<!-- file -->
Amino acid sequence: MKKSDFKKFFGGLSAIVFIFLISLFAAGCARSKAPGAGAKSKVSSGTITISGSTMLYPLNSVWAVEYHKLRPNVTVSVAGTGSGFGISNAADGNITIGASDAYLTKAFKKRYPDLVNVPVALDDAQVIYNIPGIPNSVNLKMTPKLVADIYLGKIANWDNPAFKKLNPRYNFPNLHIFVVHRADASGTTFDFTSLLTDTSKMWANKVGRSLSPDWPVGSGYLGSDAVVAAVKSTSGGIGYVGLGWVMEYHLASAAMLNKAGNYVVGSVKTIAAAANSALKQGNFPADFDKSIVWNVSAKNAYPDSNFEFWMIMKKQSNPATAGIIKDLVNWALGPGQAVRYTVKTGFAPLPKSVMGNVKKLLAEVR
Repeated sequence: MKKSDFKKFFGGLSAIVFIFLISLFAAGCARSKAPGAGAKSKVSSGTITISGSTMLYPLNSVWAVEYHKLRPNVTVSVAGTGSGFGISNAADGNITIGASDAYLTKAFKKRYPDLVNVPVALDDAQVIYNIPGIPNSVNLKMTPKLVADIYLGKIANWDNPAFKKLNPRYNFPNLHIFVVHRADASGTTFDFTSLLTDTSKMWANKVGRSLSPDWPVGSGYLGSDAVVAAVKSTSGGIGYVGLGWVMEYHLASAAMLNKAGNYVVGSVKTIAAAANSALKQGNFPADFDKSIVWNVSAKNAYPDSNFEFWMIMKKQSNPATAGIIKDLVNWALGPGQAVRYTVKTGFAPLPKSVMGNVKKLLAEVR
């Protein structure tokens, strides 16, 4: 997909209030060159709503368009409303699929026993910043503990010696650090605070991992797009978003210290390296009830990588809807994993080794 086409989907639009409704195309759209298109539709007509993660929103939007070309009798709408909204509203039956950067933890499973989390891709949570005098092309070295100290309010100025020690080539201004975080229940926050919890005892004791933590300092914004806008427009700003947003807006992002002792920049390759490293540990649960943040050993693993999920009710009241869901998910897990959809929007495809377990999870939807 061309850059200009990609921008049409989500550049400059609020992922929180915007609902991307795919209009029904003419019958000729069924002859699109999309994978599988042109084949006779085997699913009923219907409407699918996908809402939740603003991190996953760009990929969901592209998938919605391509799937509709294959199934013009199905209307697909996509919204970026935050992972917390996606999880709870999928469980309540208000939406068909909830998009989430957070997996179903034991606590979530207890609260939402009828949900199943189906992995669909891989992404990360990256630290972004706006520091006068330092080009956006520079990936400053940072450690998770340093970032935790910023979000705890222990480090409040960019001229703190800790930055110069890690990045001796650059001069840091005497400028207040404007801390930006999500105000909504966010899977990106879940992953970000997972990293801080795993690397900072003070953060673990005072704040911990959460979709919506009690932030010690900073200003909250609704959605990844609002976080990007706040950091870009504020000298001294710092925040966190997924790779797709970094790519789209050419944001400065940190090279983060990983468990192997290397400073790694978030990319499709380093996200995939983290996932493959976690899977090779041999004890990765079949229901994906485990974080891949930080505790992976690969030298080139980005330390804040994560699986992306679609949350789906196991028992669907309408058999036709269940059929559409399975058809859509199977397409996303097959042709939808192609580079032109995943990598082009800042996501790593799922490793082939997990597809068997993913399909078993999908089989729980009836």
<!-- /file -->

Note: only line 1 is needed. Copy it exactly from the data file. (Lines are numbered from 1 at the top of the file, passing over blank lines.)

Amino acid sequence: MKKSDFKKFFGGLSAIVFIFLISLFAAGCARSKAPGAGAKSKVSSGTITISGSTMLYPLNSVWAVEYHKLRPNVTVSVAGTGSGFGISNAADGNITIGASDAYLTKAFKKRYPDLVNVPVALDDAQVIYNIPGIPNSVNLKMTPKLVADIYLGKIANWDNPAFKKLNPRYNFPNLHIFVVHRADASGTTFDFTSLLTDTSKMWANKVGRSLSPDWPVGSGYLGSDAVVAAVKSTSGGIGYVGLGWVMEYHLASAAMLNKAGNYVVGSVKTIAAAANSALKQGNFPADFDKSIVWNVSAKNAYPDSNFEFWMIMKKQSNPATAGIIKDLVNWALGPGQAVRYTVKTGFAPLPKSVMGNVKKLLAEVR